In the wave of the Arab Spring, international media increasingly express concern over several Islamic political parties’ possible ascendency to power: Egypt’s Muslim Brotherhood, Tunisia’s Al-Nahda (Renaissance), Morocco’s Party of Justice and Development (PJD), and Yemen’s Islah (Reform) party; while Islamists may be active in the fight to topple the Qadhafi regime in Libya. Other Islamist parties had their moments in the limelight in the past forty years, rounding out this newly spotlighted collection: Palestine’s Hamas, the Iraqi Islamic Party, Lebanon’s Hezbollah, Algeria’s Islamic Salvation Front (FIS), Turkey’s Justice and Development Party (AKP), and Jordan’s Islamic Action Front, among others. Understanding the roots of these religious-political movements, collected under the banner of political Islam – or “Islamism” – is key to understanding the balance of powers in the Maghreb, especially in light of recent democratic changes opening space for these parties to come to power.
Islamism emerged independently from two sources: Wahhabi Islam, inspired by the 18th century Islamic scholar Muhammad ibn Abd al-Wahhab, revived in the 1910’s and 20’s in Arabia when it was adopted by the Al-Saud family to unite disparate tribes across the peninsula under its banner. Later, the ultra-conservative al-Saud monarchy used Wahhabism as an anti-communist ideology.
Hasan al-Bana established a similar current of political Islam with the Muslim Brotherhood’s founding in 1928. While al-Bana emphasized social reform and welfare services, Sayid Qutb, al-Bana’s successor, became an international leader for violent jihad directed at secular influences; Ayman al-Zawahiri, Al Qaeda’s current commander, is a former member of the Muslim Brotherhood.
To understand Islamism, one must understand both its ideology and the social context from which it emerged. Both played a role in forming this movement.
The Ideology of Islamism
Traditionally, there is no distinction in Islam between political and social moral codes. The shari’a encompasses both. In embracing this, and other concepts, Islamists often claim to be returning to a “purer” form of Islam, in response to what they consider to be corrupt, Western influences on Islam. But despite this claim to traditional Islam, Islamists also break with tradition in their claim to authority over the texts and accusations against Muslims with differing interpretations as being un-Islamic, or, worse, infidels. Thus Islamism is a break from a long tradition of interpretation (tafsir) in which scholars of Islam intentionally preserved differing and even contradictory interpretations of texts. A better understanding of the roots of Islamism reveals that the movement is in fact more modern than it is traditional.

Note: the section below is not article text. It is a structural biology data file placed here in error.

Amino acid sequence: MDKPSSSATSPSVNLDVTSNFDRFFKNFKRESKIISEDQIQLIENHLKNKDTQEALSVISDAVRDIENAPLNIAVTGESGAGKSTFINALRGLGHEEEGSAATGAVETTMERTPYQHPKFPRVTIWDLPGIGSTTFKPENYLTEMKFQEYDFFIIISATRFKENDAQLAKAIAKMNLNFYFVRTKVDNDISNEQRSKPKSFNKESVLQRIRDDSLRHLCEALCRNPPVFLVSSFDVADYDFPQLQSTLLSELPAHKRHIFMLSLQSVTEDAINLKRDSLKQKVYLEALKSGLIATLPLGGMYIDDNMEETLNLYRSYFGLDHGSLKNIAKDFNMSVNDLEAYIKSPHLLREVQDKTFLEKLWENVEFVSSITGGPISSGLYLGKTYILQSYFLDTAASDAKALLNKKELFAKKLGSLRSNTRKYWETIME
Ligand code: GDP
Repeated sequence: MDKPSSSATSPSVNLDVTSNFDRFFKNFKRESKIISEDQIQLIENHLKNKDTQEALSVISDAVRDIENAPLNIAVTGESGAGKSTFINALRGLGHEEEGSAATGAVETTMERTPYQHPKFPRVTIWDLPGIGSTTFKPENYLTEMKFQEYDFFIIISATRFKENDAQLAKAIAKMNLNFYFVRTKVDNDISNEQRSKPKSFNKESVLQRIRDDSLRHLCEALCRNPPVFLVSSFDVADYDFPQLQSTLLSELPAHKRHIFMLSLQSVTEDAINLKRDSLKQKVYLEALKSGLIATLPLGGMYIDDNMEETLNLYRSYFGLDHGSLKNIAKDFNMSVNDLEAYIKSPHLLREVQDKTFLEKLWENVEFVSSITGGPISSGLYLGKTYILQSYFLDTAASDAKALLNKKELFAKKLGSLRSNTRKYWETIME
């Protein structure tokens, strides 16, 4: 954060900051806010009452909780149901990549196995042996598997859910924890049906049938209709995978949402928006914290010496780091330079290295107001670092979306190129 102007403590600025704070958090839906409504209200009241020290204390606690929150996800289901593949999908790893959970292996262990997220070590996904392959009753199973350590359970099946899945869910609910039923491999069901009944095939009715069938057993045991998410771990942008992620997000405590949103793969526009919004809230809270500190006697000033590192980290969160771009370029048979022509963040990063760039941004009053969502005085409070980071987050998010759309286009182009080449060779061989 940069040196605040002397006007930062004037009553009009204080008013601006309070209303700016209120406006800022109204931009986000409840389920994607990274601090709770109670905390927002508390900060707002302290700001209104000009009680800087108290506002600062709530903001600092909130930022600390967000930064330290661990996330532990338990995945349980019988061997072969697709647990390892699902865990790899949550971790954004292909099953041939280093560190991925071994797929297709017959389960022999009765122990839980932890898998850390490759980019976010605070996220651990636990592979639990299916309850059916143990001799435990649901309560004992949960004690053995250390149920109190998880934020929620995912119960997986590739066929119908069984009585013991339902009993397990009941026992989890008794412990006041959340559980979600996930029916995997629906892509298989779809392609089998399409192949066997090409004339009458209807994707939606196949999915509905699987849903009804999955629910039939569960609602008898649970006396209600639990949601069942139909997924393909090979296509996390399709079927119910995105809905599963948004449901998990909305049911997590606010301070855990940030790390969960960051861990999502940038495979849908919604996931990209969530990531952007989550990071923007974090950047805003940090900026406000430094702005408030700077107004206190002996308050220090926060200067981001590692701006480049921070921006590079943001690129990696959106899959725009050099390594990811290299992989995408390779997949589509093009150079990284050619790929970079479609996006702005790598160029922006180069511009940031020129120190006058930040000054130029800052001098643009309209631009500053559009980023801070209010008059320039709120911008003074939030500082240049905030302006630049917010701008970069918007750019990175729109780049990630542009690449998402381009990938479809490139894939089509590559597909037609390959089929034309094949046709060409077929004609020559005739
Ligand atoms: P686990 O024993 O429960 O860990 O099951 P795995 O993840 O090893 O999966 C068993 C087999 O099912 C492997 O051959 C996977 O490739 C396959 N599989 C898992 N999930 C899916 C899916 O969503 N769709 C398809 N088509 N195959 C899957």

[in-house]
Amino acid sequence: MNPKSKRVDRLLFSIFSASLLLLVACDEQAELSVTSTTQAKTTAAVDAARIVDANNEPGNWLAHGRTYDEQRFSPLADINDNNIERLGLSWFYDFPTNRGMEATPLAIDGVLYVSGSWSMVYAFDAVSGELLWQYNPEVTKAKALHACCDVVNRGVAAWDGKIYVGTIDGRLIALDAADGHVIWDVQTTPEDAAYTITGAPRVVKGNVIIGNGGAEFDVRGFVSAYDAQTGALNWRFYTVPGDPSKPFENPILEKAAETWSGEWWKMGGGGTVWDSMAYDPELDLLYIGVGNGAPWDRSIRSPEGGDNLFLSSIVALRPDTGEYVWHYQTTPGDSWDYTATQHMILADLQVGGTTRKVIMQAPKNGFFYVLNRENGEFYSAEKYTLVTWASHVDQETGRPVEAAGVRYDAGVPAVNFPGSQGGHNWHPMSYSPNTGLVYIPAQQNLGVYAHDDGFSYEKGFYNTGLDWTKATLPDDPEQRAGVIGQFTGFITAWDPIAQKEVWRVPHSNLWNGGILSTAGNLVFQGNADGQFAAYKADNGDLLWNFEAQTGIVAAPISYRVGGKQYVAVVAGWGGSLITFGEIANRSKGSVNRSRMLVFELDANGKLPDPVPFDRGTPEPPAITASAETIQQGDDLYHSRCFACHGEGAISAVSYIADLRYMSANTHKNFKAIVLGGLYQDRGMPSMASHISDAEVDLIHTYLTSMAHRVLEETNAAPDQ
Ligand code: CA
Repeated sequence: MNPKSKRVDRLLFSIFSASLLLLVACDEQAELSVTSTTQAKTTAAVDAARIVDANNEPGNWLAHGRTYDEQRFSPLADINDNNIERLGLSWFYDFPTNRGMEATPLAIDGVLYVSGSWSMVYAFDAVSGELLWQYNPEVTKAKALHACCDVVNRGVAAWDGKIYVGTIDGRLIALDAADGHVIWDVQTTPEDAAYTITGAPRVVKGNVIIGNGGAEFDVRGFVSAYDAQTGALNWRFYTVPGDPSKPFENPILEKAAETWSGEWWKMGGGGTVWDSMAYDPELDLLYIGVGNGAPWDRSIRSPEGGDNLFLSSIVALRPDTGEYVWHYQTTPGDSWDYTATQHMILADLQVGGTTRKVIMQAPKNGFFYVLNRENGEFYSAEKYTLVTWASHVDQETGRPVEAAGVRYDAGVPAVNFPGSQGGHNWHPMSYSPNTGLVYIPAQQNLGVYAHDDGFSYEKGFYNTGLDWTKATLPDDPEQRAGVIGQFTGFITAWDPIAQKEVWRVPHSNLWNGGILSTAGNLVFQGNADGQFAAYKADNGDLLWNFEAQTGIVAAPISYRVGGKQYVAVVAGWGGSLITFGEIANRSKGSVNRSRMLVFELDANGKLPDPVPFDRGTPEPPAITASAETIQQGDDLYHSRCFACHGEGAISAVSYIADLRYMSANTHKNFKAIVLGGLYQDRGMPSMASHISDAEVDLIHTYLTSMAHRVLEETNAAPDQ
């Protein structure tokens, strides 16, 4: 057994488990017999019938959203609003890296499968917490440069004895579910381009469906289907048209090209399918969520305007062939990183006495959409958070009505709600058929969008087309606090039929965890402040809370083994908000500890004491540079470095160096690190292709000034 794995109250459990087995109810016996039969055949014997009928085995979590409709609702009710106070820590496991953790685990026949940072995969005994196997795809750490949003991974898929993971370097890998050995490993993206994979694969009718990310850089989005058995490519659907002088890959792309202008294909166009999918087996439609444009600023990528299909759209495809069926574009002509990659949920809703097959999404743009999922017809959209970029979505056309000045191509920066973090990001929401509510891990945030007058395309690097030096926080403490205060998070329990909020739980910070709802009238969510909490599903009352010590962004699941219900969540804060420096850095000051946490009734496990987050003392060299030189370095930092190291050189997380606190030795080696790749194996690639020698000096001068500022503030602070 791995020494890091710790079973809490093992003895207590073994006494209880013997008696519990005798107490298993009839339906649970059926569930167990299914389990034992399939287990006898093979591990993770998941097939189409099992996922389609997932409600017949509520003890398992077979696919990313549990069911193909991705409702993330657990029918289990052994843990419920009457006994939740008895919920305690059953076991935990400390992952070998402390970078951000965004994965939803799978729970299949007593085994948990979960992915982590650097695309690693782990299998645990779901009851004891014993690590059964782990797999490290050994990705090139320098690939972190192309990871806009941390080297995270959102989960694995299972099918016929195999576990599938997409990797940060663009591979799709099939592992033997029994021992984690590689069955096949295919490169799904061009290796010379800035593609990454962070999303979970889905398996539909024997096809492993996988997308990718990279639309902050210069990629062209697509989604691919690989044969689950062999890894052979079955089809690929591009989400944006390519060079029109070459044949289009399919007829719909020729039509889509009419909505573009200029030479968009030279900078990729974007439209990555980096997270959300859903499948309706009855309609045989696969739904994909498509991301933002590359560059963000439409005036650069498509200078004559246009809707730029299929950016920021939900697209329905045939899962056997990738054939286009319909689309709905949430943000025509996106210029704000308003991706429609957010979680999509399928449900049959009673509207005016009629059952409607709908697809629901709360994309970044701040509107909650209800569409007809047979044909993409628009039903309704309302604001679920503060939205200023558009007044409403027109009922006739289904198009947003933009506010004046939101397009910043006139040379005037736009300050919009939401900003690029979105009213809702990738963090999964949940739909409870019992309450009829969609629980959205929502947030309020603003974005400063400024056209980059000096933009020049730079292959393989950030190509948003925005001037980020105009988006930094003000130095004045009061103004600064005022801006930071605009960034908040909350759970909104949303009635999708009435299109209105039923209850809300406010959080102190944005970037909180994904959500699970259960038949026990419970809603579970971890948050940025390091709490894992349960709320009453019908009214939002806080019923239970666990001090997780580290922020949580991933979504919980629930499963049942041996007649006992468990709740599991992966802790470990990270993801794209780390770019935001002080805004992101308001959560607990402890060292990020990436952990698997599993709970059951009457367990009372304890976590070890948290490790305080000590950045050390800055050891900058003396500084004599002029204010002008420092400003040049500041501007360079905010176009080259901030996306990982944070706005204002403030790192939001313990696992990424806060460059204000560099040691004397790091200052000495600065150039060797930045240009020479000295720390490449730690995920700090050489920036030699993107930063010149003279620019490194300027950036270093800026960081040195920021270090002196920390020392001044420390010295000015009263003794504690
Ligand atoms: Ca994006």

Islamist leaders, like Qutb and Mawdudi, advocated a restoration of true Islam from destructive Western influences. Qutb, who briefly studied in the United States, associated the West with jahiliyya, or ignorance of the Divine guidance. He argued that “Western civilization is unable to present any healthy values for the guidance of mankind.” Similarly, Mawdudi emphasized a hard distinction between the land of infidelity and war (Dar al-Harb) and the land of Islam (Dar al-Islam), arguing that “Islam wishes to destroy all states and governments anywhere on the face of the earth which are opposed to the ideology and programme of Islam.” These scholars represented a movement that sought to purify Islam by narrowly defining it – they rejected not only non Muslims in the “West” but Muslims throughout the world who did not follow this “purer,” literal interpretation of Islam’s scriptures.